Back in 1987, UK freight forwarders Wallis Shipping started with just a team of five, two telephones and a fax machine. A lot has changed since then, especially with technology, and they have now grown to employing over 30 staff across four sites in the UK, with their head office in Colchester, as well as having staff based on-site at customer’s premises. But 30 years on the main principles have remained the same, with Wallis believing in strong customer service, attention to detail and quick delivery (with both cargo and communication), which has meant they have retained their main customers, many for their 30-year period.
“It sounds like a cliché but we have always put the customer first and forming good client relationships is at the top of everything we do,” said Stuart Gregory, MD, who launched the business with his wife, Sue, the company’s Operations Director, in 1987 (seen in their first image above). “We like the idea of delivering that local service but on a global scale. With some of our longstanding customers we have formed great relationships and these are one of the biggest assets to the business with many referrals coming directly from them. We celebrated with many of them at our 30th anniversary golf day.”
Wallis’ current NPS survey results (net promoter score), which tracks how likely current customers are to refer a business, proves this – with a current score of 94.
Wallis were one of the first freight forwarders in Colchester, and started up at the same time as many logistics companies starting in south Essex, but Wallis saw a gap in the market with the thriving agriculture and manufacturing hub of north Essex and south Suffolk on the freight belt between London and Felixstowe and across to the Midlands.
Changes to shipping lines and new industry regulations, alongside Brexit uncertainty, haven’t made things easy for exporters recently. But like surviving two recessions previously, Wallis have been able to help manufacturers in the region, alongside Suffolk Chamber’s international trade team, secure new exports overseas when the pound has been weak. Stuart believes something similar will happen now post-Brexit.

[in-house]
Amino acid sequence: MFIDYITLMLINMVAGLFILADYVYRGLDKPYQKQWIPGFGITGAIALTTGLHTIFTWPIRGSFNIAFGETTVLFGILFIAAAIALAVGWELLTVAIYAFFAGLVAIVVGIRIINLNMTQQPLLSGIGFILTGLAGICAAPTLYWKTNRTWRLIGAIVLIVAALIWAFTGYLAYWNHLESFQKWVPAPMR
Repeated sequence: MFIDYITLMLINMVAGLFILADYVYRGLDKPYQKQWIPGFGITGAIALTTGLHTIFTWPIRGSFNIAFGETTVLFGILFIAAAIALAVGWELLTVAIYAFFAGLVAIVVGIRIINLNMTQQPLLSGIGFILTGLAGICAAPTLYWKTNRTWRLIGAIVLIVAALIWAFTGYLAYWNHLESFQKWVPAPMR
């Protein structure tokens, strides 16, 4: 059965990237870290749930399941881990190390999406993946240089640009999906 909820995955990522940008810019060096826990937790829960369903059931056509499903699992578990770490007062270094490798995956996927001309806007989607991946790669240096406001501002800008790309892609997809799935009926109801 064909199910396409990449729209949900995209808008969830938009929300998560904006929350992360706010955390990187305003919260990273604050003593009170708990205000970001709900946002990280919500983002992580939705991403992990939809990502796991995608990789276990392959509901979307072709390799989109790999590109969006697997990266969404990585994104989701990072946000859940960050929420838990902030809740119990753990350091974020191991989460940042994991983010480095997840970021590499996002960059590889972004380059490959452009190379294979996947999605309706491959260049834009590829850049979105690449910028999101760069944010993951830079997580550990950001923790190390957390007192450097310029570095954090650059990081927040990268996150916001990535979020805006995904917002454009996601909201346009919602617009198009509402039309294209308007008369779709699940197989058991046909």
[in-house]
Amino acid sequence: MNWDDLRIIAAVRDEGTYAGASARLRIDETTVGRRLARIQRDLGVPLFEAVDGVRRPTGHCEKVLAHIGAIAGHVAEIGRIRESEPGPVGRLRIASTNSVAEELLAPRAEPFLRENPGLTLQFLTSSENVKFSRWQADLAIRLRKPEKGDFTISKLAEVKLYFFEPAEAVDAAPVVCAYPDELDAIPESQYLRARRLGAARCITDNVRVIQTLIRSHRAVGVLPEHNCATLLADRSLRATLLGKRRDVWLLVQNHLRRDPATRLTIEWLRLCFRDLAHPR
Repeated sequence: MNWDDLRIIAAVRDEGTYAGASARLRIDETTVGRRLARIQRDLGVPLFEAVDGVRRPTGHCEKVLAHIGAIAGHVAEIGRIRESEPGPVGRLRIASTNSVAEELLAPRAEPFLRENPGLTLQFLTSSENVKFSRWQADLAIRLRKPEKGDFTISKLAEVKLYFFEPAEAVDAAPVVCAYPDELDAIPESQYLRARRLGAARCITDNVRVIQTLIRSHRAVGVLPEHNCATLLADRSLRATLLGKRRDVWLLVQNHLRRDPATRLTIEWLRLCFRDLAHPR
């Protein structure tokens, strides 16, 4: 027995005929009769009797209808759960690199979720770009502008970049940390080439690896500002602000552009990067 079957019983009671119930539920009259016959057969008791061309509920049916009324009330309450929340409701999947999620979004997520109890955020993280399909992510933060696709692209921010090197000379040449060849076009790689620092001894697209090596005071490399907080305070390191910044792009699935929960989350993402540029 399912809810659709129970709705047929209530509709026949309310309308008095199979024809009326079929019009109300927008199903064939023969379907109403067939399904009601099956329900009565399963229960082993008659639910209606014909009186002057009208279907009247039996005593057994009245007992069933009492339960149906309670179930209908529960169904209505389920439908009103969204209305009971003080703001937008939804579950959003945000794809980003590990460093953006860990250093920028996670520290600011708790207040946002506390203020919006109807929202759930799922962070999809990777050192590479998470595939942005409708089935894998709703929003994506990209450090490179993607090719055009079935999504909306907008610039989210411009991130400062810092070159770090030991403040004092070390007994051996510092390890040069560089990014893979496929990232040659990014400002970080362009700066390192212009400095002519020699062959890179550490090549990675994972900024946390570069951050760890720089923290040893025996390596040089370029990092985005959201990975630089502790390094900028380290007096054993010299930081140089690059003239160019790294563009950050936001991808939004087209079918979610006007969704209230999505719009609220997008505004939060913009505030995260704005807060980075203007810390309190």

“Overseas markets will still want our goods and trade deals will happen between the EU to make this a possibility. But aside from the EU, the rest of the world will still want UK products. Our biggest export markets throughout the last 30 years have always been outside of Europe, and the Middle East and Asia are now particularly on the up. British manufacturing is at its best and we produce premium products which the world wants. Not only that, UK exporters have enormous potential to grow in the next few years with the internet, online orders and advanced IT solutions.”
“As well as our larger exporting customers, we like to help SMES who are new to exporting. We’ve seen post-Brexit a lot of enquiries from those who have begun to receive international orders while products are cheaper with the pound for overseas buyers, and we like to give advice so we can grow with them as their business develops.”
When asked the main changes over the last 30 years, Stuart said: “The world has got smaller, and response time has got to be quicker. People expect things immediately nowadays, with the rise of courier services, and want to track their products. By developing our own shipping software Exportease for our clients, we can now track vessels/containers and processes are now more streamlined than ever, enabling us to handle customer’s changing requirements.”